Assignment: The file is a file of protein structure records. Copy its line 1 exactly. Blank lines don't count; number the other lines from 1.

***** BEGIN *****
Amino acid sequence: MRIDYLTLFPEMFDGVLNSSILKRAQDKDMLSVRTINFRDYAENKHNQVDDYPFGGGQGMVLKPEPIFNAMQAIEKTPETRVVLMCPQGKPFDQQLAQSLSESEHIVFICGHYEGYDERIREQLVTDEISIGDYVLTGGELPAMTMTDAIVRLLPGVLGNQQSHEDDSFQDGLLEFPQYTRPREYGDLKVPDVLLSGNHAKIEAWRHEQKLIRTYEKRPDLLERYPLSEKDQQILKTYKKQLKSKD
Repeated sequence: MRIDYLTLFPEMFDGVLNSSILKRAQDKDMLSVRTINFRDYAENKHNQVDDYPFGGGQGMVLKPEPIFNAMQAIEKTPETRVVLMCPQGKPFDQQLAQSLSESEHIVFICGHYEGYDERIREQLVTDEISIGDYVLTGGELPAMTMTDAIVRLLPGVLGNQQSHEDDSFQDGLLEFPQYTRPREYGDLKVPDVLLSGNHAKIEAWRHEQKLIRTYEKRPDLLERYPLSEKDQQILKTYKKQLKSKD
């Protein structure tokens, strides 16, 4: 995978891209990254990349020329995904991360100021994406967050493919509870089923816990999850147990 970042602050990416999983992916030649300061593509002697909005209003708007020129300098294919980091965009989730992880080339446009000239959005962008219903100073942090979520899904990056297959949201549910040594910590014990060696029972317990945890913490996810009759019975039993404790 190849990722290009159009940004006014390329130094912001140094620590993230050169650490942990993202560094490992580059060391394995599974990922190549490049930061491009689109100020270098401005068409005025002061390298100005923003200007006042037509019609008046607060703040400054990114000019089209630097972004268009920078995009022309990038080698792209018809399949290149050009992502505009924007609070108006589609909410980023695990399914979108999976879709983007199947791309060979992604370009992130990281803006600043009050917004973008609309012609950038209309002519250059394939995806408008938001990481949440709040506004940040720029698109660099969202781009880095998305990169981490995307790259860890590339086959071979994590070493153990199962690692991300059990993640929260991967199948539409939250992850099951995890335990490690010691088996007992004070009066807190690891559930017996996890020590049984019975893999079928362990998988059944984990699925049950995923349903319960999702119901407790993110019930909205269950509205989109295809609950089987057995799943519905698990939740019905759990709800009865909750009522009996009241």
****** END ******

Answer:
Amino acid sequence: MRIDYLTLFPEMFDGVLNSSILKRAQDKDMLSVRTINFRDYAENKHNQVDDYPFGGGQGMVLKPEPIFNAMQAIEKTPETRVVLMCPQGKPFDQQLAQSLSESEHIVFICGHYEGYDERIREQLVTDEISIGDYVLTGGELPAMTMTDAIVRLLPGVLGNQQSHEDDSFQDGLLEFPQYTRPREYGDLKVPDVLLSGNHAKIEAWRHEQKLIRTYEKRPDLLERYPLSEKDQQILKTYKKQLKSKD